Programs in Physics & Physical Chemistry
|[Licence| Download | New Version Template] adfp_v2_0.tar.gz(269 Kbytes)|
|Manuscript Title: Computer algebra solving of second order ODEs using symmetry methods.|
|Authors: E.S. Cheb-Terrab, L.G.S. Duarte, L.A.C.P. da Mota|
|Program title: ODEtools|
|Catalogue identifier: ADFP_v2_0|
Distribution format: tar.gz
|Journal reference: Comput. Phys. Commun. 108(1998)90|
|Programming language: Maple.|
|Computer: Pentium 200.|
|Operating system: UNIX, Macintosh, DOS, DEC VMS, IBM CMS.|
|RAM: 16M words|
|Word size: 32|
|Keywords: Computer algebra, First/second order, Ordinary differential, Equations, Symmetry methods, Symbolic computation.|
Nature of problem:
Analytical solving of first and second order ordinary differential equations using symmetry methods, and the inverse problem; that is, given a set of point and/or dynamical symmetries, to find the most general invariant first or second order ODE.
Computer algebra implementation of Lie group symmetry methods
Besides the inherent restrictions of the method (there is as yet no general scheme for solving the associated PDE for the coefficients of the infinitesimal symmetry generator), the present implementation does not work with systems of ODEs nor with ODEs of differential order higher than two.
The ODE-solver here presented is an implementation of all the steps of the symmetry method solving scheme; that is, the command receives an ODE, and when successful it directly returns a closed form solution for the undetermined function. Also, this solver permits the user to optionally participate in the solving process by giving advice concerning the functional form for the coefficients of the infinitesimal symmetry generator (infinitesimals). Many of the intermediate steps of the symmetry scheme are available as user-level commands too. Using the package's commands, it is then possible to obtain the infinitesimals, the related canonical coordinates, the finite form of the related group transformation equations, etc. Routines for testing the returned results, especially when they come in implicit form, are also provided. Special efforts were put in commands for solving the inverse problem too; that is, commands returning the most general first or second order ODE simultaneously invariant under given symmetries. One of the striking new features of the package - related to second order ODEs - is its ability to deal with dynamical symmetries, both in finding them and in using them in the integration procedures. Finally, the package also includes a command for classifying ODEs, optionally popping up Help pages based on Kamke's advice for solving them, facilitating the study of a given ODE and the use of the package with pedagogical purposes.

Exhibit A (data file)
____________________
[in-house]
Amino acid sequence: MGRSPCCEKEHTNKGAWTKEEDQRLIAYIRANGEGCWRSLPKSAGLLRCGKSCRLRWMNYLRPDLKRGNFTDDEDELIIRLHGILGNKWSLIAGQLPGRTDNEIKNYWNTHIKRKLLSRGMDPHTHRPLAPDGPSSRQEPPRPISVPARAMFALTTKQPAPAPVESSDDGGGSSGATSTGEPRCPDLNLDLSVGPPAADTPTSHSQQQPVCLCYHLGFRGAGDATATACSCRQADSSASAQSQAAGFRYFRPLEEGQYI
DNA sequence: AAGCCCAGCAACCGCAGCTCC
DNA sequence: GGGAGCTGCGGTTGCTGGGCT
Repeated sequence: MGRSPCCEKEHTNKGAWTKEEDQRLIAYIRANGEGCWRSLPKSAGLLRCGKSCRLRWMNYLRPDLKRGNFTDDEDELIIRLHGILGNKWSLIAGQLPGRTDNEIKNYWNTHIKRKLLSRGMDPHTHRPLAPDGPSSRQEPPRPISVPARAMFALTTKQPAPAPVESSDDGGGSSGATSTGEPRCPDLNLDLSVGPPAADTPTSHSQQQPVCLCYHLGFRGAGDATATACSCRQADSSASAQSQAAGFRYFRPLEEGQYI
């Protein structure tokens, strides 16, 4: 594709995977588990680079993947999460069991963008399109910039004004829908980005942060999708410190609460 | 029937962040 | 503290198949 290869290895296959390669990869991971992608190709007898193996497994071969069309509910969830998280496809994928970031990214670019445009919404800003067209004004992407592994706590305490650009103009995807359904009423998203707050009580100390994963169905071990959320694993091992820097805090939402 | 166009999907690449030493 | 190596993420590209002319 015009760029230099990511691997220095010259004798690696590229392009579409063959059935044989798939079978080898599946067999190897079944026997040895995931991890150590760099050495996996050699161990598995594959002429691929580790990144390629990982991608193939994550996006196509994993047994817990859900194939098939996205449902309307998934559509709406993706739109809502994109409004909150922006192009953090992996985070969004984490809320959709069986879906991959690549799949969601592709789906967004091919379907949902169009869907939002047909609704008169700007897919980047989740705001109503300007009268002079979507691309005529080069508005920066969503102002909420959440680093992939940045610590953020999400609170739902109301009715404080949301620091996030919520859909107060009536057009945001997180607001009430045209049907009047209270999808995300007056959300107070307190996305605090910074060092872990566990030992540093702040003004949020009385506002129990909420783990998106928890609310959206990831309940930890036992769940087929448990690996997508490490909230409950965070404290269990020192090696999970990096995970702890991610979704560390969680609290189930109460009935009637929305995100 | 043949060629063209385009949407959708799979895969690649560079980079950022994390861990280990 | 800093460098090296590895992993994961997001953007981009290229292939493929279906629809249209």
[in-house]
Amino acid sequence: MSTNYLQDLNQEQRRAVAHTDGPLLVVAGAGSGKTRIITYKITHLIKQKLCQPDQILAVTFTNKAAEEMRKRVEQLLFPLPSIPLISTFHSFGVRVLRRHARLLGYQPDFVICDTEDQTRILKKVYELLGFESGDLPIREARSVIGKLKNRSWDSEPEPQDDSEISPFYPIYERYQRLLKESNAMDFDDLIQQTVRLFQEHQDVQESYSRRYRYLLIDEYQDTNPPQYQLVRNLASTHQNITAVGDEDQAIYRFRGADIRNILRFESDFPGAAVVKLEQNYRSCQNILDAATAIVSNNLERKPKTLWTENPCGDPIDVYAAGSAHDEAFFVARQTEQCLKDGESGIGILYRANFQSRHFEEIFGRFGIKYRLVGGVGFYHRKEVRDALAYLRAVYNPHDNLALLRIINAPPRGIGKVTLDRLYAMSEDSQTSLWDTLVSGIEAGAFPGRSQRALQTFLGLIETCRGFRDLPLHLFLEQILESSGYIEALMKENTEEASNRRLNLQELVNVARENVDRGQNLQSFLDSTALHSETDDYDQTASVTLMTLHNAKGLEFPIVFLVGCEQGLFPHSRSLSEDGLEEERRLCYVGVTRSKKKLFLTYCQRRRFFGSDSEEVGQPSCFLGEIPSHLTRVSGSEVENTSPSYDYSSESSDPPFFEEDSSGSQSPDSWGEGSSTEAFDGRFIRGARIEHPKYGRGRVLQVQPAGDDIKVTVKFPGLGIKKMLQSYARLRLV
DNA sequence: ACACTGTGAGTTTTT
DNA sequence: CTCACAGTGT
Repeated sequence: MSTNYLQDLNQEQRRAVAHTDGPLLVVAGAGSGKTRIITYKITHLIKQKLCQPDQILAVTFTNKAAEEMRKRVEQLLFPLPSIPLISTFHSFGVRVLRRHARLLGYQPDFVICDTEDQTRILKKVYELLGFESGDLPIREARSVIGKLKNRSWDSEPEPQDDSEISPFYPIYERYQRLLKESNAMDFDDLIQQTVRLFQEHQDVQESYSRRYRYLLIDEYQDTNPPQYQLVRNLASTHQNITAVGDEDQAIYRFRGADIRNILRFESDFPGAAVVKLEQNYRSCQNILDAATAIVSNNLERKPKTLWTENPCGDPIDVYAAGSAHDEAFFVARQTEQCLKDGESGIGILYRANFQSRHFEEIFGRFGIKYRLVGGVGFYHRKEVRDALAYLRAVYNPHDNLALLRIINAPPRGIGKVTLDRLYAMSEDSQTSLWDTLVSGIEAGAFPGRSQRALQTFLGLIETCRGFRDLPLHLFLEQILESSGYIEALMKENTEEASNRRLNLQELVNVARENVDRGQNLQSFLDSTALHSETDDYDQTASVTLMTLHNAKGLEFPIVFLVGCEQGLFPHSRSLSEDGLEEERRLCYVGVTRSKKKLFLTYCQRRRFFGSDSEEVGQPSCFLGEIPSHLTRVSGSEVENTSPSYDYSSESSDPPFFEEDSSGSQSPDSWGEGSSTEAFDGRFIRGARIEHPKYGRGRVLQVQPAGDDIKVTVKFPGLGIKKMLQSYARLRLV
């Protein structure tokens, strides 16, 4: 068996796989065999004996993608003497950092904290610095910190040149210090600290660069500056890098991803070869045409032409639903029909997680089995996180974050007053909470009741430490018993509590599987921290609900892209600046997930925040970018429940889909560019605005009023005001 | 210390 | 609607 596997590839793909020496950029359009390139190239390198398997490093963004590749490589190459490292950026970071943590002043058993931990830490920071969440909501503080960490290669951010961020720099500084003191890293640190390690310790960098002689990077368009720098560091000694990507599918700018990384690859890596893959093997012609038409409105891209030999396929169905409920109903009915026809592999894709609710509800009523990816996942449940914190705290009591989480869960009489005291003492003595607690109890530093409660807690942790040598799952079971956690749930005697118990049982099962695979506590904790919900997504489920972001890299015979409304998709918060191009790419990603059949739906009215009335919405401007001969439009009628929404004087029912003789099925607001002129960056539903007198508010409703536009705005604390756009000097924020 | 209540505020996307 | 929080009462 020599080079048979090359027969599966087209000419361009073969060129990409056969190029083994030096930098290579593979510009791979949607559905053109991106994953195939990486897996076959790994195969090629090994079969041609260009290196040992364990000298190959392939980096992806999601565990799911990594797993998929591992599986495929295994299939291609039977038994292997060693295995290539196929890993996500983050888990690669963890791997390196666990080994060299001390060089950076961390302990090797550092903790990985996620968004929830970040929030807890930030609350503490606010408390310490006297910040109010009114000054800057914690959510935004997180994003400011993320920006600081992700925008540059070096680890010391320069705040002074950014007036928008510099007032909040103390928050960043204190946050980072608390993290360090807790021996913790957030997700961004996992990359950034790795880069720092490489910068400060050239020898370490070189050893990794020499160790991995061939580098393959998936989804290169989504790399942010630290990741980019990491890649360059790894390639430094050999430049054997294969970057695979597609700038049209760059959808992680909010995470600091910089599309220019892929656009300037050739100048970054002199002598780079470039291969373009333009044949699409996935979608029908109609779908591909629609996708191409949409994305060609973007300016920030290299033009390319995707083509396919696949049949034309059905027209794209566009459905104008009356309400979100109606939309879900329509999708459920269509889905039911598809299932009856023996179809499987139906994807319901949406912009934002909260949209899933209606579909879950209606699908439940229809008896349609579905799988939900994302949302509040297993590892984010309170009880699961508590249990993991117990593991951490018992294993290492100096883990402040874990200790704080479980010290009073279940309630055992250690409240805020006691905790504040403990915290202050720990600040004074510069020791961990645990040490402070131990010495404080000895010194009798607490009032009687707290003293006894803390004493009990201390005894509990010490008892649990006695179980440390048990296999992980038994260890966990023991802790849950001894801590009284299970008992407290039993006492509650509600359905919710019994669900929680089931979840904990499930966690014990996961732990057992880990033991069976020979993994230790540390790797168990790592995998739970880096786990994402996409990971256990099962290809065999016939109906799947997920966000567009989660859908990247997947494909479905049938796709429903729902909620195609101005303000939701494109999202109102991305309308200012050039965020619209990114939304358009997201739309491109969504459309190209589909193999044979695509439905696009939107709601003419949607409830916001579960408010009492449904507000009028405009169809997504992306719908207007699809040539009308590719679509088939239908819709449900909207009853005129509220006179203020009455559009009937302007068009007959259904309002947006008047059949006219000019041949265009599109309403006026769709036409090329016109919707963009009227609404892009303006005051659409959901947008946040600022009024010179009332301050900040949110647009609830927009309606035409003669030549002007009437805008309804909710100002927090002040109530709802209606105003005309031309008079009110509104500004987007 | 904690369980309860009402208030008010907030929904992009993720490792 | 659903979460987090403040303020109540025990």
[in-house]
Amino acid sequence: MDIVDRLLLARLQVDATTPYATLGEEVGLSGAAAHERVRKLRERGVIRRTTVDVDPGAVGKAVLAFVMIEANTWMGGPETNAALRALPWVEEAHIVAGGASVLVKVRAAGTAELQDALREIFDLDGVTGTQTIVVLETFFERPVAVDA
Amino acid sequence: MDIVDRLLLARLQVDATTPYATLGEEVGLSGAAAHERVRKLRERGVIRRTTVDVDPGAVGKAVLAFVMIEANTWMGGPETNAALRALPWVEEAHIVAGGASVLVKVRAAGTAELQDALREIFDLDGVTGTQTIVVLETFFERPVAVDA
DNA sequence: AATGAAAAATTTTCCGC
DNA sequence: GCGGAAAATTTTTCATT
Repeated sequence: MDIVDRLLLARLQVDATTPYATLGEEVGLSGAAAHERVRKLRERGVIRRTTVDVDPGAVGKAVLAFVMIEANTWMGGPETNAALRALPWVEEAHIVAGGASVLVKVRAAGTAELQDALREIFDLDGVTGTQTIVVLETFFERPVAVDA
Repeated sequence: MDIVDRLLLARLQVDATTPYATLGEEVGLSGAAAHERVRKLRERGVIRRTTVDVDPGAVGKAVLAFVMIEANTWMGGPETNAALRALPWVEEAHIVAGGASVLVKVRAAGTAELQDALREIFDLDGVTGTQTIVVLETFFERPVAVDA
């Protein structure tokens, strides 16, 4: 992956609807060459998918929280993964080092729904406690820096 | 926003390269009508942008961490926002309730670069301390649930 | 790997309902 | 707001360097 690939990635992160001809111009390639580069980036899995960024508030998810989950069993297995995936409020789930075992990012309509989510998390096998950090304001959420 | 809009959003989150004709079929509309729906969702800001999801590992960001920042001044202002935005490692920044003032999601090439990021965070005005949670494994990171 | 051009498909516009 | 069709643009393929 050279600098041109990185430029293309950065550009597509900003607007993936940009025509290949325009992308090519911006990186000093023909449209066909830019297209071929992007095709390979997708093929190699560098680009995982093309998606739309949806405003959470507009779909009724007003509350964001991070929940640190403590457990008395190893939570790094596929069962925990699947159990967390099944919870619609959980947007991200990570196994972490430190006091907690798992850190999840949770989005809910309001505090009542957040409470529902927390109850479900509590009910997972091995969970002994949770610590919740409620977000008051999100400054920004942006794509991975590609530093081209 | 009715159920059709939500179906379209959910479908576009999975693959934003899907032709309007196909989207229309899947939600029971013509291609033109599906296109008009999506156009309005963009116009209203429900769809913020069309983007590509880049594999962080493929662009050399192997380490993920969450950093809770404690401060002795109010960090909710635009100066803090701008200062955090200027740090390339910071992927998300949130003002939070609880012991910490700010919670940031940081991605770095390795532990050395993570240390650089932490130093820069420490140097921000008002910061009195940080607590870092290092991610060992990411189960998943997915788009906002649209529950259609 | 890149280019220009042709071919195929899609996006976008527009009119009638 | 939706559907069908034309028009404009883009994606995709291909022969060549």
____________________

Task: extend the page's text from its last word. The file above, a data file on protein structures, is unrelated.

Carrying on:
This depends strongly on the ODE to be solved. For the case of first order ODEs, it usually takes from a few seconds to 1 or 2 minutes. In the tests we ran with the first 500 first order ODEs from Kamke's book , the average times were: 8 sec. for a solved ODE and 15 sec. for an unsolved one, using a Pentium 200 with 64 Mb RAM, on a Windows 95 platform. In the case of second order ODEs, the average times for the non-linear second order examples of Kamke's Book were 35 seconds for a solved ODE and 50 seconds for an unsolved one. The tests were run using the Maple version under development, but almost equivalent results are obtained using the available Maple R4 and R3 (the code presented in this work runs in all these versions).
|||Kamke, E., Differentialgleichungen: Losungsmethoden und Losungen. Chelsea Publishing Co., New York (1959).|
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